Attention, Not Self
Jonardon Ganeri presents an account of mind in which attention, not self, explains the experiential and normative situatedness of human beings in the world. Attention consists in an organisation of awareness and action at the centre of which there is neither a practical will nor a phenomenological witness. Attention performs two roles in experience, a selective role of placing and a focal role of access. Attention improves our epistemic standing, because it is in the nature of attention to settle on what is real and to shun what is not real. When attention is informed by expertise, it is sufficient for knowledge. That gives attention a reach beyond the perceptual: for attention is a determinable whose determinates include the episodic memory from which our narrative identities are made, the empathy for others that situates us in a social world, and the introspection that makes us self-aware. Empathy is other-directed attention, placed on you and focused on your states of mind; it is akin to listening. Empathetic attention is central to a range of experiences that constitutively require a contrast between oneself and others, all of which involve an awareness of oneself as the object of another's attention. An analysis of attention as mental action gainsays authorial conceptions of self, because it is the nature of intending itself, effortful attention in action, to settle on what to do and to shun what not to do. In ethics, a conception of persons as beings with a characteristic capacity for attention offers hope for resolution in the conflict between individualism and impersonalism. Attention, Not Self is a contribution to a growing body of work that studies the nature of mind from a place at the crossroads of three disciplines: philosophy in the analytical and phenomenological traditions, contemporary cognitive science and empirical work in cognitive psychology, and Buddhist theoretical literature.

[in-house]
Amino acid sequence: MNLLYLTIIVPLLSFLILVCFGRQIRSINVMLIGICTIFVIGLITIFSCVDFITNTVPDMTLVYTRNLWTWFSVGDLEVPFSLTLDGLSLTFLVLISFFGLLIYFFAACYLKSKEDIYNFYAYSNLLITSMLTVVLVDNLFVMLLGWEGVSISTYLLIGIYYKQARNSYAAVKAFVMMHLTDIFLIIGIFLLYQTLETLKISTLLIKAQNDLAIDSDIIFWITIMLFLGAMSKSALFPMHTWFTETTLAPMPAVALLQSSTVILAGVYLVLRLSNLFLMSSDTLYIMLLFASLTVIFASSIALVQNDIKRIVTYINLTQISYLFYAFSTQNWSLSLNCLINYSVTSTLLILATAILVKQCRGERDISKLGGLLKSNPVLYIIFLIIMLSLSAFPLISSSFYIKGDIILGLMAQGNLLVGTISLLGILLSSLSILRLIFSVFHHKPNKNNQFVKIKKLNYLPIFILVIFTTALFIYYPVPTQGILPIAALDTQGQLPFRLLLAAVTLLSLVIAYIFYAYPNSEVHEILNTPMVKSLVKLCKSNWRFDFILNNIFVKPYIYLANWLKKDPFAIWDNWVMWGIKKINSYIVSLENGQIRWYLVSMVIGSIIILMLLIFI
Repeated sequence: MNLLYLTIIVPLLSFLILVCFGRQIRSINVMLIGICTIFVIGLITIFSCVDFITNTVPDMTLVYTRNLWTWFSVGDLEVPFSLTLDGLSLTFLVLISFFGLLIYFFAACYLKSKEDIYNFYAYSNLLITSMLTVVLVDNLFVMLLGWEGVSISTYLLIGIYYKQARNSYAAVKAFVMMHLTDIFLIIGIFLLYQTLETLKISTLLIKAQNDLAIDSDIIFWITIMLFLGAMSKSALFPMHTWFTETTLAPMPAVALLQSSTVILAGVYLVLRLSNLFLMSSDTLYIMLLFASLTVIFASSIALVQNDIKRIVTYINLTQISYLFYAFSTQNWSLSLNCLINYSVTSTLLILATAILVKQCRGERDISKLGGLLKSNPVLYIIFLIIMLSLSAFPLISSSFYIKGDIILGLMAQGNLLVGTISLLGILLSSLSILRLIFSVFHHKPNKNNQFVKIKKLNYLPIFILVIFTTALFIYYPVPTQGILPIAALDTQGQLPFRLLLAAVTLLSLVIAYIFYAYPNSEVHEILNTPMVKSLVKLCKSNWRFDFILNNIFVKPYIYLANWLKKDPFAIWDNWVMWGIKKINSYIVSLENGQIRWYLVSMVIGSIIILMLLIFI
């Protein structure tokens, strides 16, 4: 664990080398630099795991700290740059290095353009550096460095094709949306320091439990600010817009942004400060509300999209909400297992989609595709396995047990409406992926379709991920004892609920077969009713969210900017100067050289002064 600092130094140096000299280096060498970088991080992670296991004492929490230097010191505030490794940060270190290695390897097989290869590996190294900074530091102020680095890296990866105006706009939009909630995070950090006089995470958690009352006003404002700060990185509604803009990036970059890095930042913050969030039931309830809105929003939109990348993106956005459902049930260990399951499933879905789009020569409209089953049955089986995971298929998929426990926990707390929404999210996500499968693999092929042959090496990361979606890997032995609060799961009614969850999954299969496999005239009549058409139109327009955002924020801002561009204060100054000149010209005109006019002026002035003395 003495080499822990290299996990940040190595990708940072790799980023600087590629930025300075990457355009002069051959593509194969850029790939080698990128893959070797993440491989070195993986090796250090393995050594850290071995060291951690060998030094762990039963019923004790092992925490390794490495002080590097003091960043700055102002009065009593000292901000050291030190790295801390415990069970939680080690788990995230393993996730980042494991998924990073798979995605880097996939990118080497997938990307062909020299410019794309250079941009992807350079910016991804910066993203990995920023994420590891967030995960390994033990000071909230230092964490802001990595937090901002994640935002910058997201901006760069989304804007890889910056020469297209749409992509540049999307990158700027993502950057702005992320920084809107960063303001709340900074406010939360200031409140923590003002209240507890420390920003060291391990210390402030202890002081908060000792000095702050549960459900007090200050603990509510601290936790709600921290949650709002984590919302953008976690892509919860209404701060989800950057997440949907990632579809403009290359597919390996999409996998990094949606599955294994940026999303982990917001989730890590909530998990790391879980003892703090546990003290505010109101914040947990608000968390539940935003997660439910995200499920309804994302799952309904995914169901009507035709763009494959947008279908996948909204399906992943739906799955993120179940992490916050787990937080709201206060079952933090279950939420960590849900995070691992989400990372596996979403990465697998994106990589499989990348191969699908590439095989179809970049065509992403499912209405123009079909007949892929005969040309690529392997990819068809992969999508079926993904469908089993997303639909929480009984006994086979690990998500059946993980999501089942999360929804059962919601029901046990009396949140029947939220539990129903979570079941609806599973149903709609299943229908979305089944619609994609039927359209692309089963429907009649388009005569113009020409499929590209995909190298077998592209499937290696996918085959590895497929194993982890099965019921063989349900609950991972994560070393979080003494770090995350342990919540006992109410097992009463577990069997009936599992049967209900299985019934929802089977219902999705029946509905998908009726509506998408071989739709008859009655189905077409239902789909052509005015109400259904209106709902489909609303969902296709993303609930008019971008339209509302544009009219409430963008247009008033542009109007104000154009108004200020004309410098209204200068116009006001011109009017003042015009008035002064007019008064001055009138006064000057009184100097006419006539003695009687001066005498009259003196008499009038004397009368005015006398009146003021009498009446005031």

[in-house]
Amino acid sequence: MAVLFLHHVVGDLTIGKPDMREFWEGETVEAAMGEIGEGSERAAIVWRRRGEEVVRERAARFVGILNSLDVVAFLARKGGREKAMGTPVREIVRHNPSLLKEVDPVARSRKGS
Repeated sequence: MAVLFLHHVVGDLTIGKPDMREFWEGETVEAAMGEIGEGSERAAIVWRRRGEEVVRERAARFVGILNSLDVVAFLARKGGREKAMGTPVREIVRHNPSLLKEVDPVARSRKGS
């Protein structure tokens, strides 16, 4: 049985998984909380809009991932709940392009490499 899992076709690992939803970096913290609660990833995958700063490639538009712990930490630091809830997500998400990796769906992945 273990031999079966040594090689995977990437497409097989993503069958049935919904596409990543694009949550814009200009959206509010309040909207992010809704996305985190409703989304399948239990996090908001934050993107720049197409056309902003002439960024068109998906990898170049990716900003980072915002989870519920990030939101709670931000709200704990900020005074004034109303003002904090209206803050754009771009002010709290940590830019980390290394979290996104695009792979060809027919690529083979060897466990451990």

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Abhidhamma Abhinavagupta analysis another’s argue aspect attentional capture autonoetic avajjana awareness Bhikkhu bodily Buddhaghosa Buddhist theory capacity centre Chapter citta claim cognitive access cognitive modules cognitive penetration concept concomitants conscious experience consciousness consists constructing activities described Dignaga Dispeller distinction Dreyfus ekaggata empathy episodic memory epistemic experiencing feel felt evaluation first-personal focal attention focusing Fount function Ganeri gate-keeping idea identify inattentional blindness intentionality involved javana kinds of attention label manasikara mental action mental time travel mind-door mindedness modality Ņanamoli notion Nyaya object object file one’s oneself orienting pain Pāli Pali Buddhist past Path perceived perceptual experience perceptual processing person phassa phenomenal character phenomenology philosophy of mind pleasure present primary visual acknowledgement psychological refers representation retrieval rupa sanna selective attention sense sensory simile solicitation sort stimulus subliminal task term Theravada things thought tion Treisman Vasubandhu Vatsyayana vedana vicara vinnana vitakka Yogacara Zahavi